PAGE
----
The Netherlands and the EU have earmarked a fund for the period 2014–2020 under the European Maritime and Fisheries Fund (EMFF), (EUR 101.5 Million) . The EMFF is one of the five European Structural and Investment (ESI) that seek to promote a growth and job based recovery in Europe. The Netherlands Operational Programme for that period, covers five of the six “Union priorities” defined in the EMFF, namely:

    • promoting environmentally sustainable, resource-efficient, innovative,
    • competitive and knowledge-based fisheries;
    • fostering environmentally sustainable, resource-efficient, innovative,
    • competitive and knowledge-based aquaculture;
    • fostering the implementation of the Common Fisheries Policy (CFP);
    • increasing employment and territorial cohesion, and
    • Fostering marketing and processing;
    • Fostering the implementation of the Integrated Maritime Policy (IMP).

    Since 28 June 1996, the Netherlands is Party to the 1982 UN Convention on the Law of the Sea; on 19 December 2003, on the same day as other EC countries and the EC itself, the Netherlands became Party to the 1995 UN Fish Stocks Agreement. Through the European Community, it is bound by the 1995 FAO Compliance Agreement. The Instrument of Acceptance of that Agreement was deposited by the European Community in August 1996.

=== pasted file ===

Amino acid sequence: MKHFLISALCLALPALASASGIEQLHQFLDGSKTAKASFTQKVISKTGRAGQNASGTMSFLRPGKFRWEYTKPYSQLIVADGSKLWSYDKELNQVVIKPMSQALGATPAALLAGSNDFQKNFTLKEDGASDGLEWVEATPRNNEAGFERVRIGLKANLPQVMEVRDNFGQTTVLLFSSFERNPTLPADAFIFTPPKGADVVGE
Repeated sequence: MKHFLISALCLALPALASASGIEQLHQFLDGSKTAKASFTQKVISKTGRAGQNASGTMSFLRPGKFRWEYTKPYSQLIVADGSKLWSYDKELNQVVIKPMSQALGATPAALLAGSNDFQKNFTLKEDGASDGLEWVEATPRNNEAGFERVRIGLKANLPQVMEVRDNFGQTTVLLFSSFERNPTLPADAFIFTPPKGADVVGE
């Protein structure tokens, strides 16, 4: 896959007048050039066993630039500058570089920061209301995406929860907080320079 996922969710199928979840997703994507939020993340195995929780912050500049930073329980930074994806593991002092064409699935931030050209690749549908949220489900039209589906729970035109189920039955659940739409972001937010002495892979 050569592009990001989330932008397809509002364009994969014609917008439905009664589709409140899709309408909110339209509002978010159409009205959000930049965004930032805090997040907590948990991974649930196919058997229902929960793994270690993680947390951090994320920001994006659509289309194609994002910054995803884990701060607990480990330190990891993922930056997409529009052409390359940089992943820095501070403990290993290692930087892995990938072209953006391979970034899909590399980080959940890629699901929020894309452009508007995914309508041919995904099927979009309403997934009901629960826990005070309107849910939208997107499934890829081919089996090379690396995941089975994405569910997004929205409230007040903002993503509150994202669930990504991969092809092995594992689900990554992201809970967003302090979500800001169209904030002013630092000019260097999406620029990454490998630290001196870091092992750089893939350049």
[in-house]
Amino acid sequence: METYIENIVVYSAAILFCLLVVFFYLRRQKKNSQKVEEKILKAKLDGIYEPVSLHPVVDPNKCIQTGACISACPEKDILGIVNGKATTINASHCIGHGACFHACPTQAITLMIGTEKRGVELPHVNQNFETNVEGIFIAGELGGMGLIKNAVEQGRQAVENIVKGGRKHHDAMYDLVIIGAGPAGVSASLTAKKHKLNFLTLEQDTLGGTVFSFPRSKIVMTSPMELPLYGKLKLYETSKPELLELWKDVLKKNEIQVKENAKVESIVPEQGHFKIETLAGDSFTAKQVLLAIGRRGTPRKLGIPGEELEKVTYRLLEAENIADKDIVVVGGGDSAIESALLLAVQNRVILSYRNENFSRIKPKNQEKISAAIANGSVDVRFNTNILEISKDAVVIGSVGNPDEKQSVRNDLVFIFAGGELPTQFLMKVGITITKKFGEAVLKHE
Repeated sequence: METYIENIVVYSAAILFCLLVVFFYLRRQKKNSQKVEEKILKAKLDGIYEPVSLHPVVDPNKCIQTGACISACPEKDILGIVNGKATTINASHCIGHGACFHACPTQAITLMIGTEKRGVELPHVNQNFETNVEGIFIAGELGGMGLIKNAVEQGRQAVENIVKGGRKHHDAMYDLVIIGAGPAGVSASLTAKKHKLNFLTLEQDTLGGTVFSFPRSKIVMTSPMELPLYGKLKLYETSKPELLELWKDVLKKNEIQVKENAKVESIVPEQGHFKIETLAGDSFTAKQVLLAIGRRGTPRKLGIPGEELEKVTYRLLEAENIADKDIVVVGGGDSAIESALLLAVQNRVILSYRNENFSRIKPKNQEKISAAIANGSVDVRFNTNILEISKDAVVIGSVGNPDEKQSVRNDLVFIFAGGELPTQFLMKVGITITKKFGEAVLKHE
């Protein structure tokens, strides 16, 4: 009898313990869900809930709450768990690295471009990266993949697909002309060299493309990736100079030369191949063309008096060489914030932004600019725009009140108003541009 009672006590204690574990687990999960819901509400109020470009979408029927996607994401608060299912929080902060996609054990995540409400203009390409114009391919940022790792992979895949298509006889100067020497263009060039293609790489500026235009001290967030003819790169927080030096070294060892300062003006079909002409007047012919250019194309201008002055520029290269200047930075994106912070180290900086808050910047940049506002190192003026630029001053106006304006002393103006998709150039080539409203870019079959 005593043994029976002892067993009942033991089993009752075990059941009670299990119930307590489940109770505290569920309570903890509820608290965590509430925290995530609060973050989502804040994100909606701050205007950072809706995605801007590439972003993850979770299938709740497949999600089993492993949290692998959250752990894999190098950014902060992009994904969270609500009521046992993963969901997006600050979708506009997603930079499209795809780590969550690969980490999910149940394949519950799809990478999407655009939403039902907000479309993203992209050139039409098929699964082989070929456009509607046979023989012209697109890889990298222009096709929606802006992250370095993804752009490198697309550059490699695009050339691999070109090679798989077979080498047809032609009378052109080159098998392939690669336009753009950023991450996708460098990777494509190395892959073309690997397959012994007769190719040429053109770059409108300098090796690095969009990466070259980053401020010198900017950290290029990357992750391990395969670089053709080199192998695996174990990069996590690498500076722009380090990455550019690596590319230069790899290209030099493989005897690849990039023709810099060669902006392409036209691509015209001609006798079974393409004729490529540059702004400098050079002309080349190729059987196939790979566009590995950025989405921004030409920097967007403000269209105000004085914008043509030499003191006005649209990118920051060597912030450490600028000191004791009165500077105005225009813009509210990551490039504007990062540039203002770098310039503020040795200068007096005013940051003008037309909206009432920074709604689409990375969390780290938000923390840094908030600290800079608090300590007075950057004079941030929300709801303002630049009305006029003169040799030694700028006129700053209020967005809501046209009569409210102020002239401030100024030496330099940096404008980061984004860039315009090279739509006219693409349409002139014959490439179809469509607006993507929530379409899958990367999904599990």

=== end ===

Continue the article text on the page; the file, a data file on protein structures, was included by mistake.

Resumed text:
General geographic and economic indicators

    Table 1 - General Geographic and Economic Data - The Kingdom of the Netherlands

    Shelf area 61 856 km2 Sea around us: http://www.seaaroundus.org/
    Length of continental coastline 1 276 km European Commission: http://ec.europa.eu/fisheries/cfp/emff/doc/op-netherlands-fact-sheet_en.pdf
    Fisheries GVA Not Available  

    FAO Fisheries statisticsTable 2 in this section is based on statistics prepared by the Statistics and Information Branch of the Fisheries and Aquaculture Department and disseminated in 2016. The charts are based on the same source but these are automatically updated every year with the most recent disseminated statistics.

    Table 2 – Employment and Fleet Statistics - The Kingdom of the Netherlands

          1980 1990 2000 2010 2012 2013 2014
    EMPLOYMENT (thousands) 3.84 4.30 0.00 3.15 3.04 2.98 2.61
      Aquaculture 0.32 0.25 0.28
      Capture 3.84 4.30 2.83 2.79 2.70 2.61
        Marine 3.84 4.30 2.83 2.79 2.70 2.61
    FLEET(thousands vessels) 0.94 0.32 0.32 0.31 0.31
    Source: FAO Fishery and Aquaculture Statistics
    1) Due to roundings total may not sum up

    Please note: Fishery statistical data here presented exclude the production for marine mammals, crocodiles, corals, sponges, pearls, mother-of-pearl and aquatic plants.


    Updated 2005The Profile

    This country profile provides statistics and indicators produced through FAO’s Statistics programmes, supplemented with information derived from national and other sources and valid at the time of compilation.

    Full text of the Fisheries and Aquaculture Country Profile available at /fishery/docs/DOCUMENT/fcp/en/FI_CP_ND.pdf

    Additional information

    Meetings & News archive